I am sure there is a mother who swore off giving birth after her first experience. I am sure there is an entrepreneur who decided that maybe that life wasn't for him or her. I am sure there is one person who got convinced that love was either a myth or for fools.

Focus on the positives

Focusing on pain breeds fear and fear gives you pressure which you can always do without. Making decisions from a place of fear is unhealthy, unsustainable and just wrong.

So, instead of getting scared because of the pain, why not focus on the rewards. Why not focus on that bonding experience you get with your children and the satisfaction of watching them grow? Why not focus on providing a solution to a problem and making some money off it? Why not get companionship as its best by loving someone and they love you back?

Focusing on rewards is concentrating on the positive aspects of life. There were challenges, there are challenges, and there will be challenges, the earlier we accept this truth, the better for us all.

Why pain

Pain has its uses.

As I said earlier, we tend to remember more what we learnt through pain. Sometimes the pain is necessary to teach us a lesson worth learning. Maybe we are to learn some virtue, or we are to learn the value of whatever it is we are trying to birth, what we are trying to create or what we are trying to find.

Also, pain is a sign that something is wrong. Love is not supposed to hurt. If you are in a love relationship and the mere thought of it causes you to wince in pain, there's something wrong. A headache is a sign that you are sick.

Finally, pain is a sign that you are alive.
The dead don't feel pain.
Dead lions don't roar.
Dead skin feels no pain, no matter how intensely inflicted.

So, if you feel pain, it is either you learning something new, you are being alerted to the fact that something is wrong, or you are being reminded that you are alive. Focus on the latest knowledge, focus on what is being revealed and bask in the joy of being alive.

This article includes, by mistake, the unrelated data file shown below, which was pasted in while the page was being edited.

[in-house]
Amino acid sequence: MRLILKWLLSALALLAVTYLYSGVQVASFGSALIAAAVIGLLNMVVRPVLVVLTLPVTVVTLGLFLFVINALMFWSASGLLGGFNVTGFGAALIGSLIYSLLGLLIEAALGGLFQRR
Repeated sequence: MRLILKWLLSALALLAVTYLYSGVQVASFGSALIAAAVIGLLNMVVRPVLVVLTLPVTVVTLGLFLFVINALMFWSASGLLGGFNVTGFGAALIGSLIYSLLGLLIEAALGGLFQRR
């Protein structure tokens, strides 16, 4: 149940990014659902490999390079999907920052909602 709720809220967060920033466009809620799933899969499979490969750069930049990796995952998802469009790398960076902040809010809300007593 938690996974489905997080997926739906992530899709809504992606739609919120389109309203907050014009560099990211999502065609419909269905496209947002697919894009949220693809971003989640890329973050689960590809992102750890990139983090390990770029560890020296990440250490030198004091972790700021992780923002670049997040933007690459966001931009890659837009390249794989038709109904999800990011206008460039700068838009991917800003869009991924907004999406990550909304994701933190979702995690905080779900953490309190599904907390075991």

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Pixabay

Ask yourself:
What is the gain to come out of this pain?
What is the endpoint of this experience?
What is this pain telling me?

The physics question

My colleagues and I shouted, "The water in the plastic cup!"

You should have seen the look of disbelief and a little anger on the teacher's face. He reminded us that the fact that the steel is metal, and so a heat conductor. This means that the heat would pass from the cup and to the atmosphere faster. On the other hand, the plastic is a heat insulator and would hold in the heat for longer.

Well, it made sense after he explained it, but because we could only think of the pain from lifting a steel cup filled with hot water, we wanted protection. The thought of a plastic cup was relieving and consoling, so we gave a wrong answer.

The job

My friend had to paint an alternate scenario where I am paid well enough to get an apartment on the Island and won't need to travel back and forth to work or where the company has a housing arrangement which I could take advantage of. Suddenly the world seemed brighter, and the traffic was no longer a daunting setback.

I took the course.

Pain

Pain makes you afraid, and fear freezes you from doing the necessary.
Pain makes you afraid, and fear blinds you to opportunities.
Pain can distract you from the goal.
Don't focus on the pain.


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Pixabay